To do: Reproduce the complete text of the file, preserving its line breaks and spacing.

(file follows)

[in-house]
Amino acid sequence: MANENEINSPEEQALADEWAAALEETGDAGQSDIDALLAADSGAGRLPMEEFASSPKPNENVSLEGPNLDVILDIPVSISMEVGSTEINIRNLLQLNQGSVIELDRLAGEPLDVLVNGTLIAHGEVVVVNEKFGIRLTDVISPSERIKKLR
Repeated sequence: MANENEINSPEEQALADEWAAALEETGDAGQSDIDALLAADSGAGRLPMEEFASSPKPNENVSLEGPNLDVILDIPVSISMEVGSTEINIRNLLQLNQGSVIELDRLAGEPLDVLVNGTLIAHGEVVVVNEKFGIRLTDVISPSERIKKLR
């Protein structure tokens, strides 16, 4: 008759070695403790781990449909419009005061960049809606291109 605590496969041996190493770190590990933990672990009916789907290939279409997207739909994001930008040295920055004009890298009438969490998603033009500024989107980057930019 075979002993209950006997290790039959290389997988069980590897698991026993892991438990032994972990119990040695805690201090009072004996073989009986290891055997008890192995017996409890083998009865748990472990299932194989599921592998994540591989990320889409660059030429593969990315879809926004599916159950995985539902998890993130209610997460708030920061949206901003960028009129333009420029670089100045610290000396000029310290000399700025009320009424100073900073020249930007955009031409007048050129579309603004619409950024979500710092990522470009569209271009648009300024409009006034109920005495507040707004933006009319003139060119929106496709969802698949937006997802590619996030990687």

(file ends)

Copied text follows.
[in-house]
Amino acid sequence: MANENEINSPEEQALADEWAAALEETGDAGQSDIDALLAADSGAGRLPMEEFASSPKPNENVSLEGPNLDVILDIPVSISMEVGSTEINIRNLLQLNQGSVIELDRLAGEPLDVLVNGTLIAHGEVVVVNEKFGIRLTDVISPSERIKKLR
Repeated sequence: MANENEINSPEEQALADEWAAALEETGDAGQSDIDALLAADSGAGRLPMEEFASSPKPNENVSLEGPNLDVILDIPVSISMEVGSTEINIRNLLQLNQGSVIELDRLAGEPLDVLVNGTLIAHGEVVVVNEKFGIRLTDVISPSERIKKLR
């Protein structure tokens, strides 16, 4: 008759070695403790781990449909419009005061960049809606291109 605590496969041996190493770190590990933990672990009916789907290939279409997207739909994001930008040295920055004009890298009438969490998603033009500024989107980057930019 075979002993209950006997290790039959290389997988069980590897698991026993892991438990032994972990119990040695805690201090009072004996073989009986290891055997008890192995017996409890083998009865748990472990299932194989599921592998994540591989990320889409660059030429593969990315879809926004599916159950995985539902998890993130209610997460708030920061949206901003960028009129333009420029670089100045610290000396000029310290000399700025009320009424100073900073020249930007955009031409007048050129579309603004619409950024979500710092990522470009569209271009648009300024409009006034109920005495507040707004933006009319003139060119929106496709969802698949937006997802590619996030990687």